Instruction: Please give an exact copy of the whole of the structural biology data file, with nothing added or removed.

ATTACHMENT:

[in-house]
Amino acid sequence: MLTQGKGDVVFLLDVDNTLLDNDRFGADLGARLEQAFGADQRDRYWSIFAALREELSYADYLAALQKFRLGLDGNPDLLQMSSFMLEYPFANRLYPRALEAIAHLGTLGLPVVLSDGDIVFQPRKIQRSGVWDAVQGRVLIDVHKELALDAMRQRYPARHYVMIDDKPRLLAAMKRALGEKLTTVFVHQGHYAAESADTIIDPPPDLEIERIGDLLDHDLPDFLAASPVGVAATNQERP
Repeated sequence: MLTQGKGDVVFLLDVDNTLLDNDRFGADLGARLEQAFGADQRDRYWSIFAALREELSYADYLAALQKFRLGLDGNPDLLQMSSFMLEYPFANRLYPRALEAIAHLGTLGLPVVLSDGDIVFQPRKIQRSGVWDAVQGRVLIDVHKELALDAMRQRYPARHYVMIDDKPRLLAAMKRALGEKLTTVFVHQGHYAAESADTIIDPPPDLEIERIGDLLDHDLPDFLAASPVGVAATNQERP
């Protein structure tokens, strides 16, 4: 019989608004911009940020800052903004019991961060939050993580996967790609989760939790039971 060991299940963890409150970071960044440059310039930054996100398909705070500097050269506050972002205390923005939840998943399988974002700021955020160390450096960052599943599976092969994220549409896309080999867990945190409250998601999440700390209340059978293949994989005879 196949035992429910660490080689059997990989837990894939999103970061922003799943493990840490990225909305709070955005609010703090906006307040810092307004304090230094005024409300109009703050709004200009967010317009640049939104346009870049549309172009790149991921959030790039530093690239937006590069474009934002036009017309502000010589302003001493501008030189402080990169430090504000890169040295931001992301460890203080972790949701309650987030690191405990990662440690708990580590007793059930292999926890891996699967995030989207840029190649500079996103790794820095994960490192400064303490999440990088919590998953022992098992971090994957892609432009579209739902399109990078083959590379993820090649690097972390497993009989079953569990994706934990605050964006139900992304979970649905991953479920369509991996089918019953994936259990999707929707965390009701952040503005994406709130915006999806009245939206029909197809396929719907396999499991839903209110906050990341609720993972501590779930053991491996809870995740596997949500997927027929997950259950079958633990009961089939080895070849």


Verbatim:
[in-house]
Amino acid sequence: MLTQGKGDVVFLLDVDNTLLDNDRFGADLGARLEQAFGADQRDRYWSIFAALREELSYADYLAALQKFRLGLDGNPDLLQMSSFMLEYPFANRLYPRALEAIAHLGTLGLPVVLSDGDIVFQPRKIQRSGVWDAVQGRVLIDVHKELALDAMRQRYPARHYVMIDDKPRLLAAMKRALGEKLTTVFVHQGHYAAESADTIIDPPPDLEIERIGDLLDHDLPDFLAASPVGVAATNQERP
Repeated sequence: MLTQGKGDVVFLLDVDNTLLDNDRFGADLGARLEQAFGADQRDRYWSIFAALREELSYADYLAALQKFRLGLDGNPDLLQMSSFMLEYPFANRLYPRALEAIAHLGTLGLPVVLSDGDIVFQPRKIQRSGVWDAVQGRVLIDVHKELALDAMRQRYPARHYVMIDDKPRLLAAMKRALGEKLTTVFVHQGHYAAESADTIIDPPPDLEIERIGDLLDHDLPDFLAASPVGVAATNQERP
């Protein structure tokens, strides 16, 4: 019989608004911009940020800052903004019991961060939050993580996967790609989760939790039971 060991299940963890409150970071960044440059310039930054996100398909705070500097050269506050972002205390923005939840998943399988974002700021955020160390450096960052599943599976092969994220549409896309080999867990945190409250998601999440700390209340059978293949994989005879 196949035992429910660490080689059997990989837990894939999103970061922003799943493990840490990225909305709070955005609010703090906006307040810092307004304090230094005024409300109009703050709004200009967010317009640049939104346009870049549309172009790149991921959030790039530093690239937006590069474009934002036009017309502000010589302003001493501008030189402080990169430090504000890169040295931001992301460890203080972790949701309650987030690191405990990662440690708990580590007793059930292999926890891996699967995030989207840029190649500079996103790794820095994960490192400064303490999440990088919590998953022992098992971090994957892609432009579209739902399109990078083959590379993820090649690097972390497993009989079953569990994706934990605050964006139900992304979970649905991953479920369509991996089918019953994936259990999707929707965390009701952040503005994406709130915006999806009245939206029909197809396929719907396999499991839903209110906050990341609720993972501590779930053991491996809870995740596997949500997927027929997950259950079958633990009961089939080895070849």